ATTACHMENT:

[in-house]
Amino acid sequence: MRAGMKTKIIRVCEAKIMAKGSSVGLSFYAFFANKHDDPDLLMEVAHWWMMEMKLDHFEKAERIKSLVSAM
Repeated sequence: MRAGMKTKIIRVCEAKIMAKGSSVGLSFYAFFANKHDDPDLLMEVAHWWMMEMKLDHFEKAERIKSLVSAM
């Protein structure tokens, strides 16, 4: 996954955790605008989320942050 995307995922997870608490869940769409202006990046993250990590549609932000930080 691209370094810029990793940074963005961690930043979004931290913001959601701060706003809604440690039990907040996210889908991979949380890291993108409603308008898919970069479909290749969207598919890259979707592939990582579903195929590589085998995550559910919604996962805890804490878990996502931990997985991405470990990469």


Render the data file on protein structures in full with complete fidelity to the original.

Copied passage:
[in-house]
Amino acid sequence: MRAGMKTKIIRVCEAKIMAKGSSVGLSFYAFFANKHDDPDLLMEVAHWWMMEMKLDHFEKAERIKSLVSAM
Repeated sequence: MRAGMKTKIIRVCEAKIMAKGSSVGLSFYAFFANKHDDPDLLMEVAHWWMMEMKLDHFEKAERIKSLVSAM
């Protein structure tokens, strides 16, 4: 996954955790605008989320942050 995307995922997870608490869940769409202006990046993250990590549609932000930080 691209370094810029990793940074963005961690930043979004931290913001959601701060706003809604440690039990907040996210889908991979949380890291993108409603308008898919970069479909290749969207598919890259979707592939990582579903195929590589085998995550559910919604996962805890804490878990996502931990997985991405470990990469």